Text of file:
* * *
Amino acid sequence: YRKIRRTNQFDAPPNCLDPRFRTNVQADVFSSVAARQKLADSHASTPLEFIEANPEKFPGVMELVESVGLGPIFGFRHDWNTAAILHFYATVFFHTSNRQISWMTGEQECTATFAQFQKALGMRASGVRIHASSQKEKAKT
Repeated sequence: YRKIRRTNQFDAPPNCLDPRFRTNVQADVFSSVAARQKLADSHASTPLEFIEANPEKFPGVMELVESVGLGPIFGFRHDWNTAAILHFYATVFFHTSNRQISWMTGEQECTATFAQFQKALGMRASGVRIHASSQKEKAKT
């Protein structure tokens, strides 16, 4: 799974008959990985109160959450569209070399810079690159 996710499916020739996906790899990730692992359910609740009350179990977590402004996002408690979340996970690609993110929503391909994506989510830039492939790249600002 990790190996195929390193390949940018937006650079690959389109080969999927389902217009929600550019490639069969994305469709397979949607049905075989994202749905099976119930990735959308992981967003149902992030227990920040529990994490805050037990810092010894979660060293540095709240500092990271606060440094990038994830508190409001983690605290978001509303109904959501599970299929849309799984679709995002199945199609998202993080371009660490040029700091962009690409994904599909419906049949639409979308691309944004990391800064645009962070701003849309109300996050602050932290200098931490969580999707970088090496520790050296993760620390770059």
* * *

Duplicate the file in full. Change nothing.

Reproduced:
Amino acid sequence: YRKIRRTNQFDAPPNCLDPRFRTNVQADVFSSVAARQKLADSHASTPLEFIEANPEKFPGVMELVESVGLGPIFGFRHDWNTAAILHFYATVFFHTSNRQISWMTGEQECTATFAQFQKALGMRASGVRIHASSQKEKAKT
Repeated sequence: YRKIRRTNQFDAPPNCLDPRFRTNVQADVFSSVAARQKLADSHASTPLEFIEANPEKFPGVMELVESVGLGPIFGFRHDWNTAAILHFYATVFFHTSNRQISWMTGEQECTATFAQFQKALGMRASGVRIHASSQKEKAKT
């Protein structure tokens, strides 16, 4: 799974008959990985109160959450569209070399810079690159 996710499916020739996906790899990730692992359910609740009350179990977590402004996002408690979340996970690609993110929503391909994506989510830039492939790249600002 990790190996195929390193390949940018937006650079690959389109080969999927389902217009929600550019490639069969994305469709397979949607049905075989994202749905099976119930990735959308992981967003149902992030227990920040529990994490805050037990810092010894979660060293540095709240500092990271606060440094990038994830508190409001983690605290978001509303109904959501599970299929849309799984679709995002199945199609998202993080371009660490040029700091962009690409994904599909419906049949639409979308691309944004990391800064645009962070701003849309109300996050602050932290200098931490969580999707970088090496520790050296993760620390770059």